Activities and Entertainment: As stated above, there were essentially no activities other than the main shows, some lounge acts, and an occasional dance class. The lounge acts wouldn't pass muster in suburban Denver. The one exception was the jazz pianist/sax players, who were truly excellent. Unfortunately, they camped permanently in the only full-smoking lounge on this ship, which was terminally uninhabitable, except for the emphysematous cruiser. The big theater, La Fenice was attractive, with a good sound system and lighting. Unfortunately, it was designed very poorly with only 300 seats, half of those with terrible sight lines. This on a ship with 2000 passengers, most of whom had to stand or leave every night. If you could find a seat, the quality of the big shows was surprisingly good, with near Las Vegas quality dancers. The male singer was ok, but Italians seem to have a surplus of truly diva-quality female singers and the MSC Armonia was no exception. Claudia was a 10, whether singing pop, opera, or show tunes. The other performers stayed on the ship all seven days and performed most nights. These included a hula hoop/acrobatics girl and the above-mentioned cardboard drag queen. Rounding out the troop were two Cirque de Soleil quality acts: 2 strongmen who performed graceful and amazing lifts and contortions and the best juggling act I have ever seen. The jugglers actually got dressed and undressed while juggling 4 pins plus their clothing.
Disembarkation: Amazingly simple: just get off when you want. Lots of exits with no waits at all.
1) Ancona, Italy: Not the most beautiful city in Italy, a little gritty, but very interesting and nice that we dock right in the town. It is a popular ferry port for boats to Croatia, Montenegro and Greece. We climbed the hill to the very attractive church were we enjoyed a festival with a local choir and hiked over to Hadrian's Arch, perfectly preserved from 200 AD, and larger than the Arch of Titan in Rome.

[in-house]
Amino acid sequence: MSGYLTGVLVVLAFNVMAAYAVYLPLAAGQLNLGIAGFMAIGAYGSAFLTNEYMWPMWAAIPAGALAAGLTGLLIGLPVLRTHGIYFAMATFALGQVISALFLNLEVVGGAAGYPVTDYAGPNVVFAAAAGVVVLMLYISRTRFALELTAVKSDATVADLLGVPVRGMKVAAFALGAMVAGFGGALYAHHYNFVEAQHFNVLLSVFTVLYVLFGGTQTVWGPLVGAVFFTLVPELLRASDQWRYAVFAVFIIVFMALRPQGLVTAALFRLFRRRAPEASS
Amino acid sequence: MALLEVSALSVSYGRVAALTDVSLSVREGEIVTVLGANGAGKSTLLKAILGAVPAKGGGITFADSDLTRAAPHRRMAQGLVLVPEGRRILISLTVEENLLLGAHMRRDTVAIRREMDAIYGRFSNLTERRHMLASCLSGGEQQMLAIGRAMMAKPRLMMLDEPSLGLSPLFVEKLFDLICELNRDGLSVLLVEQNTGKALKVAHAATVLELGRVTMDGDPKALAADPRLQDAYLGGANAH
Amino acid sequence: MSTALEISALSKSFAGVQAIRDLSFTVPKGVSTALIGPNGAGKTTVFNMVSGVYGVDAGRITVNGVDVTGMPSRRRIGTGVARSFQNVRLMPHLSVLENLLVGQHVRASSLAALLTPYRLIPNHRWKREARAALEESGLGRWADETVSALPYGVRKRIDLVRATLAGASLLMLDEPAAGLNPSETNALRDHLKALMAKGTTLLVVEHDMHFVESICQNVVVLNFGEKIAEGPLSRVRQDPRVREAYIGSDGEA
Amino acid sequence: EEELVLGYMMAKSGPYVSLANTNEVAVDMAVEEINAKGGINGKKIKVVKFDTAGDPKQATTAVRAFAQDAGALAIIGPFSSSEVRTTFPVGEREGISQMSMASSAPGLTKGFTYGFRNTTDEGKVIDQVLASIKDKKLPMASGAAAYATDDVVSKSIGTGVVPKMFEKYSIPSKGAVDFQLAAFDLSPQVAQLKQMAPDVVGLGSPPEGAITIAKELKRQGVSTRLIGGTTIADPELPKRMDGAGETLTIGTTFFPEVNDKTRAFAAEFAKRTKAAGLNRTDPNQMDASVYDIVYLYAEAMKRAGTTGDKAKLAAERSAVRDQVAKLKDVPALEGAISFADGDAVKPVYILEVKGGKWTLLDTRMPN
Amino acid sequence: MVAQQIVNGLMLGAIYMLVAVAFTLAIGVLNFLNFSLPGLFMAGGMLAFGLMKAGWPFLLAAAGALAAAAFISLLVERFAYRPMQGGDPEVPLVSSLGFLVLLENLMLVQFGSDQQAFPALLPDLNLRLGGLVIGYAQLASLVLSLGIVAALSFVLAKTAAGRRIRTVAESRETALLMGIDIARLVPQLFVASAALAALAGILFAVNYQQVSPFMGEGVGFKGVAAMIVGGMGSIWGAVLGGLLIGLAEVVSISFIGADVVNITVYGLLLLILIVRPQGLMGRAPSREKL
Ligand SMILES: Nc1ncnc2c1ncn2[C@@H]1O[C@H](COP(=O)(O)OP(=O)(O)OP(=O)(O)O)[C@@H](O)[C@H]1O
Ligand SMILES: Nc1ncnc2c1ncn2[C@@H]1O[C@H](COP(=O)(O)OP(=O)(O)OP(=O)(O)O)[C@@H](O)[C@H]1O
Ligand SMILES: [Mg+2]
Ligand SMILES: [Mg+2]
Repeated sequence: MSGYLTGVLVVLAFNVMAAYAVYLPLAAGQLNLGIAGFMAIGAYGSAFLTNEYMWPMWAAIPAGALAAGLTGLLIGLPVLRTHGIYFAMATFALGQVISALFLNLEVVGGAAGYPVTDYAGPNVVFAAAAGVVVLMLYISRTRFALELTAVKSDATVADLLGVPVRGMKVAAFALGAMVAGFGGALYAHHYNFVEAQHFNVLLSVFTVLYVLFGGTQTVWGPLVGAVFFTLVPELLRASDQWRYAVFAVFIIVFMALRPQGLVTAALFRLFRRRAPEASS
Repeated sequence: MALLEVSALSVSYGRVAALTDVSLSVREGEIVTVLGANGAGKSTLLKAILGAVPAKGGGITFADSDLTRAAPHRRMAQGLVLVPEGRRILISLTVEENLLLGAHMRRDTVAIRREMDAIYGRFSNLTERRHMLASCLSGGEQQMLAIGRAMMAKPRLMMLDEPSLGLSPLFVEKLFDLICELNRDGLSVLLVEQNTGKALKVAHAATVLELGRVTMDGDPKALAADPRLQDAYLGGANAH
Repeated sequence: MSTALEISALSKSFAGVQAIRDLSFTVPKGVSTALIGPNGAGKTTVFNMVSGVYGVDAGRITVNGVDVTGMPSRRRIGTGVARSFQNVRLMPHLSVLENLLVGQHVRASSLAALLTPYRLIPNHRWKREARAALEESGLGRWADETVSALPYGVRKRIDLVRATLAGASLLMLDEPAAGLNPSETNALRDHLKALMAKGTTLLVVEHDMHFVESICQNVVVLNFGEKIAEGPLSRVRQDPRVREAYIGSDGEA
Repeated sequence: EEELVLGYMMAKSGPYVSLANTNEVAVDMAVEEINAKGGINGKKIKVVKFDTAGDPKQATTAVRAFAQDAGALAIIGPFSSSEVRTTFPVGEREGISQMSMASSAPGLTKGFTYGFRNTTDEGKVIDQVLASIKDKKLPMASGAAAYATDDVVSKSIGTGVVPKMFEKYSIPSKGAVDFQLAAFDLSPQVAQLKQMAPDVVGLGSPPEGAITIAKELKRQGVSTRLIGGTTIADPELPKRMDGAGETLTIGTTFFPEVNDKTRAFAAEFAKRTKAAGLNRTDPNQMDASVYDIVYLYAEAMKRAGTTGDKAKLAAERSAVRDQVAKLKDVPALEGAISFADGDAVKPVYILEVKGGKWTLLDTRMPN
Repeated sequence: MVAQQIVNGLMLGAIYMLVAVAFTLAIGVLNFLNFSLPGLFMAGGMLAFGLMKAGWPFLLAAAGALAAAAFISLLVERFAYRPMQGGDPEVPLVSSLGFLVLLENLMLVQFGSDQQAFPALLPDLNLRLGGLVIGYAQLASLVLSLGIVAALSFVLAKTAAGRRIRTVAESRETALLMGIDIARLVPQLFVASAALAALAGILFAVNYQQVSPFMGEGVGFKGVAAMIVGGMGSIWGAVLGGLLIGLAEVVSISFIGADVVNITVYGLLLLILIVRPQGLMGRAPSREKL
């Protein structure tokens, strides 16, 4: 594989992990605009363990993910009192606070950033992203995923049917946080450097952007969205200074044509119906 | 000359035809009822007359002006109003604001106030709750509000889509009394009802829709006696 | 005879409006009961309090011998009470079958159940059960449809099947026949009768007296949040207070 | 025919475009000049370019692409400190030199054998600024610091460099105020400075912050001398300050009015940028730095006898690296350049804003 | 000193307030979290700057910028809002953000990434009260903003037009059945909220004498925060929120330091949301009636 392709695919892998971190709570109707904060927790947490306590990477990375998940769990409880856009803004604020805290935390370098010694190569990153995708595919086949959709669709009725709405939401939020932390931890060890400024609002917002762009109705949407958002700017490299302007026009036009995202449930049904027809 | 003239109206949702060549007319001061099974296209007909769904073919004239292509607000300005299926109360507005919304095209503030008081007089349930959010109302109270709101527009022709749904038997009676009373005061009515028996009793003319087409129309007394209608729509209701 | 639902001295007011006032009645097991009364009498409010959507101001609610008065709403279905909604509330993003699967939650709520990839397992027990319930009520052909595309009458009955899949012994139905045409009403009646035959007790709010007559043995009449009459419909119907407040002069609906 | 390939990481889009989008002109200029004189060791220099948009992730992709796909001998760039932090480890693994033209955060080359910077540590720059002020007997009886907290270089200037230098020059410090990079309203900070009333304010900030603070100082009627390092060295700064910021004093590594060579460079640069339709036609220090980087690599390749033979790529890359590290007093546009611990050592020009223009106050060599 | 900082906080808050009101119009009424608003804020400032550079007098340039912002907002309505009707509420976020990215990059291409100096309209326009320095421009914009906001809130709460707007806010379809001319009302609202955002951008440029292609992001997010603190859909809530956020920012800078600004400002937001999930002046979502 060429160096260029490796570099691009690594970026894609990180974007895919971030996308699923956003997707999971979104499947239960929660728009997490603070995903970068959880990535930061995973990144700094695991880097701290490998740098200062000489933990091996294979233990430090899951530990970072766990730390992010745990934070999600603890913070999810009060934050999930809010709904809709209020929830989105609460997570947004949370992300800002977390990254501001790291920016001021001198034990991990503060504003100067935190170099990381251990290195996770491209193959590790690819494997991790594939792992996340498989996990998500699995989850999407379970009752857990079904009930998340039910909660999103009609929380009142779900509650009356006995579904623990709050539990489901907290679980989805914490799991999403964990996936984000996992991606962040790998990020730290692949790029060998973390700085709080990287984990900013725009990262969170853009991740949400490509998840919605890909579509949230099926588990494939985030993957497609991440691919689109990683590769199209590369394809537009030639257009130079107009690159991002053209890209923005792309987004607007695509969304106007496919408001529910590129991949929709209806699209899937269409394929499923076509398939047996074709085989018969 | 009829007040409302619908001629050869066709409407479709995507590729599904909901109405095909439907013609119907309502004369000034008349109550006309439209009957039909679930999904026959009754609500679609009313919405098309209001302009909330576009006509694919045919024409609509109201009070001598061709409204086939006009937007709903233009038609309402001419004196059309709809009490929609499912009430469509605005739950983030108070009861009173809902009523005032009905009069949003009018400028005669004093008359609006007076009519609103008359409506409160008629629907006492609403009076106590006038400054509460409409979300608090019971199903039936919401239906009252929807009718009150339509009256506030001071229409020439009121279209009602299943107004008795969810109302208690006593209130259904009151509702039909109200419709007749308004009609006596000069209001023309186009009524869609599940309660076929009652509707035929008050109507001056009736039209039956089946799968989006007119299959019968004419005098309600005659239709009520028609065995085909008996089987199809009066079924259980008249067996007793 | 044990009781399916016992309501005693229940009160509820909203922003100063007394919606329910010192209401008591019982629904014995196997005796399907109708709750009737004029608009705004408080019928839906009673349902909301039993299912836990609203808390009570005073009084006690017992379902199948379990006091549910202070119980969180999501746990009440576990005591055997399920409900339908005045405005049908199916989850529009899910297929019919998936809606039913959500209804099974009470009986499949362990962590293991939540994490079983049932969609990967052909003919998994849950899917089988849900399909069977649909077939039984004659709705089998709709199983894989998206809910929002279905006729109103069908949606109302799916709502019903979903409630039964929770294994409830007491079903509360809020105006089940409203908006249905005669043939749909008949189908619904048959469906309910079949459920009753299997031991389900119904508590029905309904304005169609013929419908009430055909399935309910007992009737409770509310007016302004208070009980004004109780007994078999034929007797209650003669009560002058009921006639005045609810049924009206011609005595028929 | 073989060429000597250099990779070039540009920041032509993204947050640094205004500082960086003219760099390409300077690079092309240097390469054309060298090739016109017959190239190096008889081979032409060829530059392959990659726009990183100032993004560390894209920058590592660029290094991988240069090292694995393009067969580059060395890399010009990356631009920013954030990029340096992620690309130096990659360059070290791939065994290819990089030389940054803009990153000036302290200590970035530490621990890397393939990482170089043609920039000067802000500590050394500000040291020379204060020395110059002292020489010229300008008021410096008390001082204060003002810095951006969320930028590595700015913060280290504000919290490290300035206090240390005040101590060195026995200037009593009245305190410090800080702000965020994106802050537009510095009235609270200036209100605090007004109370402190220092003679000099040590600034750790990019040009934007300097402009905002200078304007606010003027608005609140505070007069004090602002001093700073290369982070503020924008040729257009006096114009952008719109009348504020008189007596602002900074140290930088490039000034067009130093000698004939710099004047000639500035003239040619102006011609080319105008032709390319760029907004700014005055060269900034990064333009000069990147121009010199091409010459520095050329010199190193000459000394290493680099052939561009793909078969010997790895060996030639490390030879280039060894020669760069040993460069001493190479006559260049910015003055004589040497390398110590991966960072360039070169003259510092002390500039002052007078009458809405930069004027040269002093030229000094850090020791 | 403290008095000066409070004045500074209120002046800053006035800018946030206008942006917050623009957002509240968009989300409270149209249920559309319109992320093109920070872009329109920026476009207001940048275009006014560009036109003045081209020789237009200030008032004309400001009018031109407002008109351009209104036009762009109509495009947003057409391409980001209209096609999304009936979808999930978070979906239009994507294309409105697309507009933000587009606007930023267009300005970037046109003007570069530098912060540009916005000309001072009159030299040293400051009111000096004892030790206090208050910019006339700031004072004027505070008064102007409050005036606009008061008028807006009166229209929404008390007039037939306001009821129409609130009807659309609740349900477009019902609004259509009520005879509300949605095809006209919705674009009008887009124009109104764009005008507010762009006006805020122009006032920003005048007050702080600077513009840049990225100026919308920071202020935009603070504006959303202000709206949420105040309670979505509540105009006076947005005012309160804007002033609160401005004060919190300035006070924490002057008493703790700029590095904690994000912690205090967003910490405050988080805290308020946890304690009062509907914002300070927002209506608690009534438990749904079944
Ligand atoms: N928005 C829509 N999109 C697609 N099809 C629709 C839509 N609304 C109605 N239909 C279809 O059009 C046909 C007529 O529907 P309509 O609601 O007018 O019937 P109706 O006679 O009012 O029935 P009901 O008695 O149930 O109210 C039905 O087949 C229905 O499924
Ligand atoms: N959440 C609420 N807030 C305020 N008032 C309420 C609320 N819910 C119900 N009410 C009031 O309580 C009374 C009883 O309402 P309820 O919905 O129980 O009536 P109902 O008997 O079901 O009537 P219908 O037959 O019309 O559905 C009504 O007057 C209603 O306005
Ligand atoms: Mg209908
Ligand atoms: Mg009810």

2) Corfu, Greece: A beautiful island very walkable main city with 2 fantastic 15th century Venetian forts, a beautiful synagogue, nice Esplanade and constant games of cricket, made popular during transient British rule.
3) Santorini, Greece: Arguably the most beautiful island in Greece. The town of Oia is the one on the cover of almost every Greek guide book. The ship anchors at the "old port", 1000 feet below the cliffs that make up the island (most of the island sunk into the sea around 1500BC causing the tsunamis that helped bring an end to Minoan civilization) and the sunken part may represent the "lost" city of Atlantis. Take the donkeys (only 5 euro) up the path to the city of Fira, and then take the bus to Oia. MSC nicely arranges this stop from 3:30pm to 10:30pm, so that you can enjoy Oia's famous sunsets.
4) Athens: The ship is only in port for 5 hours, so we took the fast Metro from the port of Piraeus to Athens (a one mile walk from the pier and a 15 minute subway ride) to the Acropolis and did the free Rick Steeves iPhone walking tour of the Acropolis and wonderful new Acropolis museum. The cafe in the museum is fantastic, with good WiFi and reasonable prices with an amazing view.
5) Kefallonia, Greece: The beautiful island where Captain Corelli's violin was filmed and takes place. The main city is not very interesting, so we rented a car (much cheaper, only 25 euros, if you do it in advance) and explored the beautiful island. Very easy driving with courteous people, signs in English, and beautiful scenery.
6) Kotor, Montenegro: Surprisingly, the highlight of the trip. The beautiful inland bay of Kotor is rightfully considered one of the most beautiful in the world, a cross between San Francisco Bay and the Amalfi Coast. We took the on-off bus to little towns in the bay and it was wonderful. Don't miss this port if you get a chance to see it.
7) Venice, Italy: Venice is always wonderful, though it is much more crowded than our visit of 7 years ago. The streets are totally gridlocked with people and the constant flooding makes it impossible to move around.